Theories on conduct disorders THEN vs.NOW?

Discussion in 'General Parenting' started by sweetiegirlz, Oct 10, 2007.

  1. sweetiegirlz

    sweetiegirlz New Member

    :geek: This question came up in my college class some months back. I did ask my teacher about conduct disorders and this generation, vs. the 70's and before.

    1) Why did we not seem to have this trend as kids? I remember being parented in do or die fashion. and school was not the school of today as in truant, gangs, attitude, drugs, etc.

    Was it just that kids were not DIAGNOSED and studies were few back then?

    Was it diet related? Parenting change related? Divorce rate related?

    I know I know. I am probably asking something like what came first the chicken or the egg! :hammer:

    But anything you have read or heard in studies etc as to WHY would probably help me understand my difficult child's behavior better. :reading:

    By the way, teacher told me that years and years ago, conduct disorders have always been "around" just never diagnosed and kids who had them turned to alcoholism or such to cope, instead of therapy or medications.
  2. MelissaH

    MelissaH New Member

    I think it truly is a combination of everything, environment and lack of diagnosis. I think the reason we see it now more is because of all the "outlets" kids with CD have and seem "acceptable". Way back when things were a lot more strict and some stuff that kids get away with today, I know I would have never even thought about doing for fear that my mom could read my thoughts!!!!
  3. trinityroyal

    trinityroyal Well-Known Member

    I think that conduct disorders were just as prevalent then as they are now, but a lot of factors make them more obvious

    I don't think people understood the nature of the disorders back then as much as they do now. A lot of kids with ADHD, ADD, Bipolar, etc were just labelled discipline cases. When I was little, the diagnosis of Asperger's just wasn't wasn't even included in the DSM at that point.

    I think the more structured nature of society in the past probably helped provide some of the children with CDs, with the orderly routine they need in order to trhrive (others would have just not fit in with such a heavily structured existence...see discipline cases, above)

    I remember being labelled a prima donna and a princess when I was growing up. Noises, bright lights, certain food textures, certain clothing textures were near impossible for me to deal with, but I was just called spoilt. If I were growing up today, they might have realized much earlier on that I am on the Autism Spectrum Disorders (ASD) spectrum. Hard to say...

    But then there were lots of ad hoc interventions too...had a gym teacher in primary school who used to send me out to run on the track for an hour at lunch time. She just knew that I needed to get the wiggles out in order to settle down for the afternoon half of school. I think there were lots of intuitive people around who just provided the help we all needed, without really knowing why we needed it. They just accepted that we did, found a solution and moved on.

    I'm not sure if this answers your question...I'm just rambling a bit. Great question, though...

  4. nvts

    nvts Active Member

    I agree with Trinity on the structure being there that isn't today.

    Also, there's so much electronic distraction today that doesn't burn the energy that we did running around with the neighborhood kids. Then you add that there are very few neighborhood kids around due to the need for afterschool programs so moms can work to keep a roof over their families heads, the social skills are lacking. Kick in the fact that kids are so scheduled running from pillar to post and our kids have a hard time blending into these clubs, teams, etc. the social skills are even further impacted. :smile:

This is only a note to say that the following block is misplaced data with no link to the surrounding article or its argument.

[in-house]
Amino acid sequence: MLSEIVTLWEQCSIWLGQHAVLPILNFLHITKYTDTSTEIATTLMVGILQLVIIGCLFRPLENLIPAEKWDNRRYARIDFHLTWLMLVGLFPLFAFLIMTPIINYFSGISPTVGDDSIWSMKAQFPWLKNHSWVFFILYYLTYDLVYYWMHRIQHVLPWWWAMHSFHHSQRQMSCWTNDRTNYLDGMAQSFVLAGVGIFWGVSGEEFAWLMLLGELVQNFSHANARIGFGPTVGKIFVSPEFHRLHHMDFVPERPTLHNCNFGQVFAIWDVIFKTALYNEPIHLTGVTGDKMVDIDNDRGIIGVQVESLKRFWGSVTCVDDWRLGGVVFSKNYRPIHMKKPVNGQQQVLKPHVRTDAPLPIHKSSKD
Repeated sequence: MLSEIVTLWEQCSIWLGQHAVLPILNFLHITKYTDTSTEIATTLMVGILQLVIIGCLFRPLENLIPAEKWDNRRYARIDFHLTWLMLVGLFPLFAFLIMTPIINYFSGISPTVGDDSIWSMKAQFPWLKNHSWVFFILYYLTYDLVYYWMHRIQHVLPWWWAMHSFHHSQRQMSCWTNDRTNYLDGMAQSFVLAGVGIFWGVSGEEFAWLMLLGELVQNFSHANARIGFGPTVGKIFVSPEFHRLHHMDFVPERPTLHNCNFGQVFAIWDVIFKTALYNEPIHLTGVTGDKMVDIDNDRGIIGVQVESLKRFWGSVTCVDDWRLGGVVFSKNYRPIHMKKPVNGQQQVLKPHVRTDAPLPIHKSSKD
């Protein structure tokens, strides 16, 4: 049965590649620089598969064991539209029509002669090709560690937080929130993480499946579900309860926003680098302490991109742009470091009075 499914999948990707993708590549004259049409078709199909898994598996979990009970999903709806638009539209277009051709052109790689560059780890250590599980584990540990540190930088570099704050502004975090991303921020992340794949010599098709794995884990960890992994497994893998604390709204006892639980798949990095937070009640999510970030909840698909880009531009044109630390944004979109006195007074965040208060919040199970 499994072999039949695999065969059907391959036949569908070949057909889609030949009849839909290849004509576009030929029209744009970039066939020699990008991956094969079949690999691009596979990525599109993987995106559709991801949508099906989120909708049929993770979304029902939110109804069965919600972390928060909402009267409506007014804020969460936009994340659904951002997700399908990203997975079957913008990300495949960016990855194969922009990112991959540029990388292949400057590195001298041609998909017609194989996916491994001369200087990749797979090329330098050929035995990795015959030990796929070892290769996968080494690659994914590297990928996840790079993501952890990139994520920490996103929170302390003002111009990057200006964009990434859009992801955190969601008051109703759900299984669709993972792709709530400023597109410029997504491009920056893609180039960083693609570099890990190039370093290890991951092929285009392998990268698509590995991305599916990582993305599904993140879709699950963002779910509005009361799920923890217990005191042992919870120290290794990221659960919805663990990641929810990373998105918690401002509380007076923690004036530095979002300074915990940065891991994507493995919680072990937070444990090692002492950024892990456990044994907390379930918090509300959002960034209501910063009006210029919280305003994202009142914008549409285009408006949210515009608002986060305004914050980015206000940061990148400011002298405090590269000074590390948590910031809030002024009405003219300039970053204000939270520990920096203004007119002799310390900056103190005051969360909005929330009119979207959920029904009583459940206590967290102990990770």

I also agree with Trinity that I'm also just rambling!! :smile: Great topic!

  5. lovemysons

    lovemysons Well-Known Member

    Personally, I think Columbine changed everything.
    Nowdays kids are seen as much more dangerous than they were while I was growing up.

    by the way, I would have been considered a difficult child as a teen. My mother sent me away to a boarding school in my 8th grade year. There just weren't alot of options then.

  6. SomewhereOutThere

    SomewhereOutThere Well-Known Member

    Like adults with mental illness, children who were "different" were stashed away. I well remember a little girl who was "mentally retarded" as it was called back then being sent to a home. She only surfaced for holidays and was usually hidden inside and her sister and brother never talked about her. Even worse (gasp) she had SEIZURES, and I'm not quite sure why you were supposed to hide that, but this family did. My mom told me about this little girl in whispers and made me swear never to tell anyone about her because she's a secret. We've come a long way. We have a long way still to go. I personally don't feel anything has changed at all other than recognition that mental illness/differences are not the parent's fault, are nothing shameful, can be inherited, and are largely genetic. And things are far more out in the open. Also, treatment options are better, although far from perfect.
  7. neednewtechnique

    neednewtechnique New Member

    I guess being only 23, that a good majority of you all HAVE difficult child's my I really cannot say much for that time period, only the dreaded "when I was your age" stories I have heard from my parents, but it seems to me that kids back then just DID NOT HAVE THE OPTION of behaving that way, for fear of suffering their parents' wrath. Don't get me wrong, after the experiences I have had with our 13 year old difficult child, I am NOT one of those that will try to tell you that all the kid needs is a good kick in the A@#, but I can say, that, nowdays, it is nearly impossible to assert yourself as a parent. It seems that we are all expected to raise our children passive-agressively. Methods that used to be used on a daily basis are now considered "abusive" or just "insane". But at the same time, there are a lot more resources available presently to handle children with these types of disorders, but it is still all so new. Think about this, most of us on here KNOW what the "bipolar children" thing is all about, but someone who doesn't deal with this on a regular basis, this is STILL SO NEW, and NOT very widely ACCEPTED idea. It is still being developed and maybe another 15 or 20 years from now, the mental health powers that be will have this all straightened out, but by then, there will be even MORE new diagnosis's and even LESS freedom to discipline children, and the cycle will continue. Eventually, robots will be raising children for us, and will have a pre-scripted retaliation for EVERY situation, and how many of you think that our robots will be OVER WORKED and PROGRAMMING JAMMED by the end of the first week?!?!?!?!